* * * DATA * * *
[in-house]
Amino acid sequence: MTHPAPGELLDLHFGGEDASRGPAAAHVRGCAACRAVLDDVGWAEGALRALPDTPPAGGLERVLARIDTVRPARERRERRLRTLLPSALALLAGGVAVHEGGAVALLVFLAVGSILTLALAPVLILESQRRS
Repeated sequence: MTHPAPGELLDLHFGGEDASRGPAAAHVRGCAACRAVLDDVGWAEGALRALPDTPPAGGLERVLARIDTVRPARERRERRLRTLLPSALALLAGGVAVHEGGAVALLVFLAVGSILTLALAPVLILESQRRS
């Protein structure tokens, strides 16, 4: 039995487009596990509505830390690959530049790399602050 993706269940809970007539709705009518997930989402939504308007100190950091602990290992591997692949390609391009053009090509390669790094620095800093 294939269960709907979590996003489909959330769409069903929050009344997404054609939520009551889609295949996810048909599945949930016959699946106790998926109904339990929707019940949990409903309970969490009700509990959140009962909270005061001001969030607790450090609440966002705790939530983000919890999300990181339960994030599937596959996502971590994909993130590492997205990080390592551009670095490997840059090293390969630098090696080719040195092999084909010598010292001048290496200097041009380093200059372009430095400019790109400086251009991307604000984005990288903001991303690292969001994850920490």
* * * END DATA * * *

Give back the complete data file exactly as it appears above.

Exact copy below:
[in-house]
Amino acid sequence: MTHPAPGELLDLHFGGEDASRGPAAAHVRGCAACRAVLDDVGWAEGALRALPDTPPAGGLERVLARIDTVRPARERRERRLRTLLPSALALLAGGVAVHEGGAVALLVFLAVGSILTLALAPVLILESQRRS
Repeated sequence: MTHPAPGELLDLHFGGEDASRGPAAAHVRGCAACRAVLDDVGWAEGALRALPDTPPAGGLERVLARIDTVRPARERRERRLRTLLPSALALLAGGVAVHEGGAVALLVFLAVGSILTLALAPVLILESQRRS
């Protein structure tokens, strides 16, 4: 039995487009596990509505830390690959530049790399602050 993706269940809970007539709705009518997930989402939504308007100190950091602990290992591997692949390609391009053009090509390669790094620095800093 294939269960709907979590996003489909959330769409069903929050009344997404054609939520009551889609295949996810048909599945949930016959699946106790998926109904339990929707019940949990409903309970969490009700509990959140009962909270005061001001969030607790450090609440966002705790939530983000919890999300990181339960994030599937596959996502971590994909993130590492997205990080390592551009670095490997840059090293390969630098090696080719040195092999084909010598010292001048290496200097041009380093200059372009430095400019790109400086251009991307604000984005990288903001991303690292969001994850920490």